New explosion spotted on Sun's outer surface for the first time could help predict space weather, says NASA
Called a magentic explosion, it was captured by NASA's Solar Dynamics Observatory which confirms a 15-year-old theory
For the first time, scientists have observed a new kind of explosion on the Sun's outermost layer: the corona. This discovery could explain why the corona is millions of degrees hotter than the lower atmospheric layers.
Called a magnetic explosion, it was captured by NASA's Solar Dynamics Observatory which confirms a 15-year-old theory. The explosion, which was captured by NASA's Solar Observatory, shows the Sun's outermost layer hurling a small amount of solar material called prominence into space.
The material fell back onto the Sun's surface, colliding with magnetic field lines, which in turn, set off a magnetic explosion.
The observations, says NASA, could also help scientists better predict space weather, and may lead to breakthroughs in the controlled fusion and lab plasma experiments.
The Sun is a giant magnetic star, which explains why the surface of the Sun is never still. The Sun's magnetic field causes disturbances such as twisting, towering loops and swirling cyclones that reach into the solar upper atmosphere, says NASA.
The snapping and realignment of the magnetic field lines — called magnetic reconnection — causes magnetic explosion.
Previously, scientists have documented a different kind of reconnection both on the Sun and around Earth — triggered spontaneously. These reconnections occur only in the presence of the right conditions.
They need to have a thin sheet of plasma — which makes up the Sun. Further, the plasma in that region of the Sun should allow only a small amount of electric current to pass through it.
However, the latest observation of the magnetic reconnection is different. Being triggered by a nearby eruption, scientists call this phenomenon a forced reconnection.
It is not as picky as its spontaneous counterpart, which means it can occur in a wider range of places on the Sun, regardless of the plasma's ability to let current pass.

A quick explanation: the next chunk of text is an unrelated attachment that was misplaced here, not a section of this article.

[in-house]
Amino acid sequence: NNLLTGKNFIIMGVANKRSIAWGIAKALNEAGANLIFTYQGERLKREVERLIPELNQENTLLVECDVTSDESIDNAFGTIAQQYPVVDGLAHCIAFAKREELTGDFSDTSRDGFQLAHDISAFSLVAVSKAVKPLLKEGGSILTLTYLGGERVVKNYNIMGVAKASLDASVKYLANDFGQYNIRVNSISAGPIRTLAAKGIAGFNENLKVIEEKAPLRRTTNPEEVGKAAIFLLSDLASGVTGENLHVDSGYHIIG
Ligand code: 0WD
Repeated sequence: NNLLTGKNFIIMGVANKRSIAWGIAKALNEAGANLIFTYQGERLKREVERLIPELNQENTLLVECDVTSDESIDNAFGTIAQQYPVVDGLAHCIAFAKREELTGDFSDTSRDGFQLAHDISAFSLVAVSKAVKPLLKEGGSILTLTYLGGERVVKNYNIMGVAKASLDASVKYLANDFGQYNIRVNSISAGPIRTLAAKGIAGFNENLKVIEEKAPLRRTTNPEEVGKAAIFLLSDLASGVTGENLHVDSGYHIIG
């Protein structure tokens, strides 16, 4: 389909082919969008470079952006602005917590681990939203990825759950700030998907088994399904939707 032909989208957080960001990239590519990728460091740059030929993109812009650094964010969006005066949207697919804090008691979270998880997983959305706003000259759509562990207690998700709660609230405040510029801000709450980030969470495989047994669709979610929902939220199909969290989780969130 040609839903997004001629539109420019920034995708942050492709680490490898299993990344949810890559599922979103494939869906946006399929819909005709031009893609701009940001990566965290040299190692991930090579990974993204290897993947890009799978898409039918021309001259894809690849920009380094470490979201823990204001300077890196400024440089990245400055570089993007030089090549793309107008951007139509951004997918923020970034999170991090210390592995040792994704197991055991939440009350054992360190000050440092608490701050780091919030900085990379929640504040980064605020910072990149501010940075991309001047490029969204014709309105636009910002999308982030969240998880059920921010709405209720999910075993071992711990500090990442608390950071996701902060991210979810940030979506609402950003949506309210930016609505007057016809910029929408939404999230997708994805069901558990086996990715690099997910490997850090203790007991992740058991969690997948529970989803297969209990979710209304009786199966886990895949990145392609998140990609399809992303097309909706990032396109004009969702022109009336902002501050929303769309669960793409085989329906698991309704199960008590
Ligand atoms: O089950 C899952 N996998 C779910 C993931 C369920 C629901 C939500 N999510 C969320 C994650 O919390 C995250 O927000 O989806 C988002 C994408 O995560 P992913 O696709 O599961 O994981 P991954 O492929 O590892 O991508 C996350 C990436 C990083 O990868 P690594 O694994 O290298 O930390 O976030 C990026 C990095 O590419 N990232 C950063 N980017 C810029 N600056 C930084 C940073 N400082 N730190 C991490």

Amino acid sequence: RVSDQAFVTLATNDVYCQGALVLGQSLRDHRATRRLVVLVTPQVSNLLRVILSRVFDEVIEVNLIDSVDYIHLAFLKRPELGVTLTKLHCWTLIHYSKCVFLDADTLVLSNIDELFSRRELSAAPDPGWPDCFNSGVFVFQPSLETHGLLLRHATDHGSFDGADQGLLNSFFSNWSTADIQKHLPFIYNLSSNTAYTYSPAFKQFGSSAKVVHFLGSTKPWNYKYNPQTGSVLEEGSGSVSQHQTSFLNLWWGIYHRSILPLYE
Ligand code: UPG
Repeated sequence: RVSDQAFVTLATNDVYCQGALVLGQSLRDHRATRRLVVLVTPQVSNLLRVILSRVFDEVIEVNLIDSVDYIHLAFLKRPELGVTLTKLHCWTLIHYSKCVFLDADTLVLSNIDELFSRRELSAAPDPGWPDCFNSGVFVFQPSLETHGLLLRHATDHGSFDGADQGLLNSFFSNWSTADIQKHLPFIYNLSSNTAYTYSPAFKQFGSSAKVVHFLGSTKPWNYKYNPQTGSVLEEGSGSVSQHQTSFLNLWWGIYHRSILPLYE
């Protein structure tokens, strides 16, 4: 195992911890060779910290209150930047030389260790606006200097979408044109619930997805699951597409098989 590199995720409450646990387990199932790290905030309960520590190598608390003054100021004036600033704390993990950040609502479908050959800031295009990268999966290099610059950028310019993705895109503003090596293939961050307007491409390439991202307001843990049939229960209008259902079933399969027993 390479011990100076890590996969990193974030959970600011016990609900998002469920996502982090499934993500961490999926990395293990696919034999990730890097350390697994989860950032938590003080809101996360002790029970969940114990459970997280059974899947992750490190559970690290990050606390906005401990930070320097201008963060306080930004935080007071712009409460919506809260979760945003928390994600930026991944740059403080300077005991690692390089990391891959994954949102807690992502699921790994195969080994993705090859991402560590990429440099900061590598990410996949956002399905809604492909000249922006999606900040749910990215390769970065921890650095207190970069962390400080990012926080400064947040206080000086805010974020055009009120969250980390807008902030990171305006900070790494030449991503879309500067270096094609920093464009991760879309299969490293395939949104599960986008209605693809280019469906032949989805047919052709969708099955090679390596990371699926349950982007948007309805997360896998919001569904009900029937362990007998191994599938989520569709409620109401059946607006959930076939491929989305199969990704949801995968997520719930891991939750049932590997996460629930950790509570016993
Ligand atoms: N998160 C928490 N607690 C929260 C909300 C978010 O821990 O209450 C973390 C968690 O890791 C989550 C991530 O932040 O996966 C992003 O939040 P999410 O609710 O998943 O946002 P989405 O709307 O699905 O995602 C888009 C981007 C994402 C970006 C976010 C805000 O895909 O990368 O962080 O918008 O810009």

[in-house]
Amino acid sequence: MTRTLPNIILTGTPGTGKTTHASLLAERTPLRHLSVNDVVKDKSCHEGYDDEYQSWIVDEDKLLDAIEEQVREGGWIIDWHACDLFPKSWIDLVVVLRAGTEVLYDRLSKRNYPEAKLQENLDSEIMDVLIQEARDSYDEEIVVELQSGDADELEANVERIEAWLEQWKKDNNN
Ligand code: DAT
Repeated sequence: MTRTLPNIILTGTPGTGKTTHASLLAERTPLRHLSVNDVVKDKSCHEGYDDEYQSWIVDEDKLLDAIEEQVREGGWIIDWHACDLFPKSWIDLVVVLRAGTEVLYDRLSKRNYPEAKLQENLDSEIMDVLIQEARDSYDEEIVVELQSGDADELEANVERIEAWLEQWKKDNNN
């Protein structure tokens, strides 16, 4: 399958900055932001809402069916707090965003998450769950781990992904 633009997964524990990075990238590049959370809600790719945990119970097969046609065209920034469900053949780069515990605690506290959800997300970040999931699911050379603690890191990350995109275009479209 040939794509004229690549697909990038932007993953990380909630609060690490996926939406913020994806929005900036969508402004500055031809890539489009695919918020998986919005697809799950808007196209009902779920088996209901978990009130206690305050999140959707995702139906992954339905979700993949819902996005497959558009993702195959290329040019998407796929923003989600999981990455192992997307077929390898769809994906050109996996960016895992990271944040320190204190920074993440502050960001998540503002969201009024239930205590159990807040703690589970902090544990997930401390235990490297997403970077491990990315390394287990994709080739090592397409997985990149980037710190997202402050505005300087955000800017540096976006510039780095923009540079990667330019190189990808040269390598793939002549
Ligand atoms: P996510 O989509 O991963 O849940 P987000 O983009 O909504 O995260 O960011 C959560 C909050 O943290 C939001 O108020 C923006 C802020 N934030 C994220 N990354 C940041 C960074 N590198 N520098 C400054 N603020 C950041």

"However, it can only occur if there is some type of eruption to trigger it. The eruption squeezes the plasma and magnetic fields, causing them to reconnect," says NASA.
The analysis suggested that forced reconnection might be causing the corona to reach such high temperatures. This could be explained by the temperature of prominence: before the eruption, the material had a fairly lower temperature.
It took about an hour for it to fall back down on the surface, but once it did, its temperature appeared to surge, says the study.
While spontaneous reconnection also can heat the Sun's plasma, forced reconnection seems to be doing a much better job: they are more effective heaters — raising the temperature of the plasma quicker, higher, and in a more controlled manner, says the study.
Furthermore, scientists suspect that forced reconnections could be driving other solar eruptions like flares and coronal mass ejection, which pose threats to Earth.
Studying these reconnections can help scientists better predict when disruptive high-energy charged particles might come speeding toward Earth.
"Our thought is that forced reconnection is everywhere," Abhishek Srivastava, a solar scientist at the Indian Institute of Technology (BHU), in Varanasi, India, said in a statement. "But we have to continue to observe it, to quantify it, if we want to prove that."
The new observations have been published in the Astrophysical Journal.